Being widely blamed for the sharp downturn include the housing market collapse - Irish house building accounted for around 15 per cent of Irish GDP during the recent housing boom. Now, with the benefit of hindsight, analysts are saying that the level at which houses were being built - at one point the figure was quoted as being 90,000 in a year - was unsustainable. While initially it was the residential sector that was hardest hit, now the commercial property market is also being affected.
Once known as the Celtic Tiger, the Irish Republic is now suffering, some might say more than many Euro currency countries.
But optimism is still ever-present, and many are predicting a good recovery thanks in part to the Irish people who are being conscientious with their personal finances, saving what they can and buckling down in order to fight the recession.
30 March 2009
There seems to have been an increase in news stories hinting at 'green shoots' in the UK economy. Would it therefore be cynical to say that this is purely spin? Anyone can see that the economy is in no way showing signs of recovery yet - can't they? The unemployment figures certainly do not look like they are improving, so perhaps one should think even more carefully about such strings as mortgages and secured loans...
27 March 2009
Today, I want to focus on investment trading - this is a whole new ball game and can be a great way to build up on your capital. It is no news that many people are now considering how best to grow their money and provide security for the future.
Two such ways are well-known in the trading and broking world - Forex trading and CFDs trading. Both of these can give you fantastic returns, yet both also carry risks. Whereas forex trading provides access to the largest liquid market in the world, and allows the investor to move money around foreign currencies, CFDs trading requires a lot of attention from the investor. Here, you can't buy and forget - you must keep an eye on your contract to ensure you don't make a loss. CFDs - or Contracts For Difference - allows the investor to trade shares without actually owning them.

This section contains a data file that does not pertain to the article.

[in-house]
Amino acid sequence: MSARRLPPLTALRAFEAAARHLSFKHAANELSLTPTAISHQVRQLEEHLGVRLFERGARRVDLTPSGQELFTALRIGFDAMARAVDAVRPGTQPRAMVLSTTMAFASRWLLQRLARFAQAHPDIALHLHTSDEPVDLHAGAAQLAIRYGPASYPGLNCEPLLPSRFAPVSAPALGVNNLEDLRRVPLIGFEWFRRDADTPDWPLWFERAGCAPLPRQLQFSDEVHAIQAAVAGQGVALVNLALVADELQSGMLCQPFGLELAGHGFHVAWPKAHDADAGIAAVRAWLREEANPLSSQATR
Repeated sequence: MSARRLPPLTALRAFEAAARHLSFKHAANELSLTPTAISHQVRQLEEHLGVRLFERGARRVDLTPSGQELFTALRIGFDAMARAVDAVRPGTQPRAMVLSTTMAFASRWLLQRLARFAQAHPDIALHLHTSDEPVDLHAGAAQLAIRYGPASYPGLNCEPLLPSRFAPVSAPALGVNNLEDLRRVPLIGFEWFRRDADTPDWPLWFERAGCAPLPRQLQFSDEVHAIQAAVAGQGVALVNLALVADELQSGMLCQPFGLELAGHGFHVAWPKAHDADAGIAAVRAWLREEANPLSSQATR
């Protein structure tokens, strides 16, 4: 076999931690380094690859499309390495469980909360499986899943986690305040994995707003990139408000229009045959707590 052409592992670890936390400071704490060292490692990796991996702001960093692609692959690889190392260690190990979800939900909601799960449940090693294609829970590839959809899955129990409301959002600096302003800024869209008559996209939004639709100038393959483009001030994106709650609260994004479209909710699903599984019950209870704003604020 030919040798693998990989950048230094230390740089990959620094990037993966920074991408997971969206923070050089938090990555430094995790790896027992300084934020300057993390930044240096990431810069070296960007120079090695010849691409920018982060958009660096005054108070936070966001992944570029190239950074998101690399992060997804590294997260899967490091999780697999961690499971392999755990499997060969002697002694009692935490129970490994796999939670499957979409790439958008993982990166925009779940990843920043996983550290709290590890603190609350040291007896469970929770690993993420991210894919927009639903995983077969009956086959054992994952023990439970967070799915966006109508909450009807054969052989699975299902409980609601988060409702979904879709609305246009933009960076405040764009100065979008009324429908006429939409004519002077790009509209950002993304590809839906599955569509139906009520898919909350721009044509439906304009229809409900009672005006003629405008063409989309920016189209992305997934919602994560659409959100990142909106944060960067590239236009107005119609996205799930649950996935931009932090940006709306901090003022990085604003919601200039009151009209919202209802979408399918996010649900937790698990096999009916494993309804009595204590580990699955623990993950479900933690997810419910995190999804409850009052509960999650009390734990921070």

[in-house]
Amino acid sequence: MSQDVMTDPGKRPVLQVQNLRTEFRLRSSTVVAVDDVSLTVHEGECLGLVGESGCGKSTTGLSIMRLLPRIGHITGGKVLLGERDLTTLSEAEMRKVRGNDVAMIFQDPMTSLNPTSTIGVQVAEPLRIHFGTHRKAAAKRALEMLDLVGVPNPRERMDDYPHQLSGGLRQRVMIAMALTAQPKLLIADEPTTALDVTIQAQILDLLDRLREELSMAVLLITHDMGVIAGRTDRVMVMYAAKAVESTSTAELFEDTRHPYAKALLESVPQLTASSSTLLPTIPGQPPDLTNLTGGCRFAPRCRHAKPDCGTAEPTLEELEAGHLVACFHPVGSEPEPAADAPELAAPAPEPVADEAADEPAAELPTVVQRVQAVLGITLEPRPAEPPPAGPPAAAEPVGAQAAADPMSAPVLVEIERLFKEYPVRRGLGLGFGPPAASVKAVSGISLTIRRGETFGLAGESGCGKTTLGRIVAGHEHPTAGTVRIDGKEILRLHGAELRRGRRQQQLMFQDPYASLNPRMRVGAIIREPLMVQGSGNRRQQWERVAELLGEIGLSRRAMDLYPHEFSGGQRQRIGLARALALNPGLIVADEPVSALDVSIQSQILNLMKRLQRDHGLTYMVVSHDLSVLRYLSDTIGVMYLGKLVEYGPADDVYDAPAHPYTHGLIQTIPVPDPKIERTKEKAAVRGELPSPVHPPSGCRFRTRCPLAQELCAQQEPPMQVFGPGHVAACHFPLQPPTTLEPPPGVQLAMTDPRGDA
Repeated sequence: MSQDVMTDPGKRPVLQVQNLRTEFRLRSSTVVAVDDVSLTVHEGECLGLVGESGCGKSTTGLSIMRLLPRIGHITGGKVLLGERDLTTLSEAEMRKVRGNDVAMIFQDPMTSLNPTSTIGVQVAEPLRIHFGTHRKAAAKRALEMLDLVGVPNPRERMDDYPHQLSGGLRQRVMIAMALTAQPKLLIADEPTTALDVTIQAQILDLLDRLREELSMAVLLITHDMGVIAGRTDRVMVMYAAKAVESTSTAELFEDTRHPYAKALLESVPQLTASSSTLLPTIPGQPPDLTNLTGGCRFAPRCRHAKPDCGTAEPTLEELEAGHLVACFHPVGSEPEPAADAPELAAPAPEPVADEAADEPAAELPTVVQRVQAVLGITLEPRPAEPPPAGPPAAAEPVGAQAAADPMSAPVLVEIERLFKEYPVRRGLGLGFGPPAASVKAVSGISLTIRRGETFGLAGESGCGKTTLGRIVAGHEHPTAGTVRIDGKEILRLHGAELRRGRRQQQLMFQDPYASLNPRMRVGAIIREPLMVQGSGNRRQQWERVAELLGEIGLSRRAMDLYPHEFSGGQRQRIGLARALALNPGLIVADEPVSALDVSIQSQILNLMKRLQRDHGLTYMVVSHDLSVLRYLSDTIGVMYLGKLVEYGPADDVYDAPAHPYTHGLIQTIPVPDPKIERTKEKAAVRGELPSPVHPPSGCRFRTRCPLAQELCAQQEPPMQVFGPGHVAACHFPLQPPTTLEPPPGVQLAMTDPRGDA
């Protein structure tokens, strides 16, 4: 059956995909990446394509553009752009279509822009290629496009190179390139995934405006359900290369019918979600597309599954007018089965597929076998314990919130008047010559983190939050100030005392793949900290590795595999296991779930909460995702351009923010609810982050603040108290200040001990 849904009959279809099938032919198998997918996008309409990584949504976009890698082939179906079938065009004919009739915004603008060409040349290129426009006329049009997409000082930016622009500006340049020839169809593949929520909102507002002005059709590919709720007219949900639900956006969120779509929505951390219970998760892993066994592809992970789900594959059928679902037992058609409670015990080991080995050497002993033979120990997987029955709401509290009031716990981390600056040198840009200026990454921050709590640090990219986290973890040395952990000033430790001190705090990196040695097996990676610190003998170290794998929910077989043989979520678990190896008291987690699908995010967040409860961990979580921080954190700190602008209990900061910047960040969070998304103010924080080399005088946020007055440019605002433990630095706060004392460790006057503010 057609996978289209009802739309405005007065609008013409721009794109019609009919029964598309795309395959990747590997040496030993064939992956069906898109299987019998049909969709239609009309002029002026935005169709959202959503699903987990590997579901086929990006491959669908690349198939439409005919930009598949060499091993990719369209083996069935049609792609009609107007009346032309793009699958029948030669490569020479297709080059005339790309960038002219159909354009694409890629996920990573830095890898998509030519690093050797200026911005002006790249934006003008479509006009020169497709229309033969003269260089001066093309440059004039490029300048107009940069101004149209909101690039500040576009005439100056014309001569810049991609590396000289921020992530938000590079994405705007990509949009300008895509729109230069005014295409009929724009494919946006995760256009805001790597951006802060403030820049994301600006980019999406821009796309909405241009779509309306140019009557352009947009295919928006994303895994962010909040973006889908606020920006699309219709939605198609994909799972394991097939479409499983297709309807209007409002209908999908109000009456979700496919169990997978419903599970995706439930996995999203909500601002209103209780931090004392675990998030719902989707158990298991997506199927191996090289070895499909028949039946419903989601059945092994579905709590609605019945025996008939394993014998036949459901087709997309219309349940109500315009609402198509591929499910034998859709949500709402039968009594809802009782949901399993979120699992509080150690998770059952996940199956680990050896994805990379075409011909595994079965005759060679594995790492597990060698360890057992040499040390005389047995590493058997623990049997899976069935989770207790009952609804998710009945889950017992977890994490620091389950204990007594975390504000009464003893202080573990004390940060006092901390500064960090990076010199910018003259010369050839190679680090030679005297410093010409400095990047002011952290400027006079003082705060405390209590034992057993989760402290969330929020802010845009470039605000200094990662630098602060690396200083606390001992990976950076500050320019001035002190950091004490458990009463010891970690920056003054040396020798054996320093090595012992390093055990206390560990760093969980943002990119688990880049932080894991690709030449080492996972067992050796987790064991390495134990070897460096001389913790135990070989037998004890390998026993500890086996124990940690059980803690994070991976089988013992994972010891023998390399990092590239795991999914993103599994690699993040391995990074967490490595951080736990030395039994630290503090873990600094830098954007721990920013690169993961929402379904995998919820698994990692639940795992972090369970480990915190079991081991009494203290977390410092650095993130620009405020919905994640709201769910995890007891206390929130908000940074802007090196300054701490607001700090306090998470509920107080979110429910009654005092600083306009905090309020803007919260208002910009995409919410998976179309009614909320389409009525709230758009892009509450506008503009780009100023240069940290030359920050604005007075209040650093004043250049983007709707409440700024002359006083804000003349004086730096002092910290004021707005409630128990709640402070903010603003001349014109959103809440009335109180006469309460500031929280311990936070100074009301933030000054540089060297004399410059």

Both of these can be exciting and rewarding, but as mentioned it isn't an easy way to invest - it requires thinking caps and some background knowledge, both of which your broker can assist with but are not responsible for.
26 March 2009
The tax year is in its final weeks, and you have that ISA allowance sitting waiting to be invested। Yes, it seems a daunting prospect if you're not a regular investor - what about the economic crisis, will I see any returns?
There are so many options, and they include UK equity income funds which have some attractive rates at the moment, then there's the corporate bond: you can't invest in a company that is rated less than "A" so it's unlikely they will crash on you - and if you are that apprehensive, you should consider corporate bond unit trust funds, as your money goes to a group of company shares. You're likely to see some nice returns even if one or two of the companies go bust.
How about going further afield, to the USA - be careful though, as the exchange rate between the dollar and pound could go out of your favour. That said, the USA is often seen as the one who will recover first so it may be a wise move.
There are vast amounts of options - you could even go to the emerging markets, where stocks are cheap and things will pick up with the recovery of the West.
Whatever your idea, start making some moves, as tome is running out!
25 March 2009
In the UK, inflation is measured in a number of ways. One is the RPI, or Retail Prices Index. The other key one is the CPI, or Consumer Prices Index. It was this latter measure, the CPI, that rose yesterday. The RPI actually fell, mainly due to falling numbers in mortgage repayments.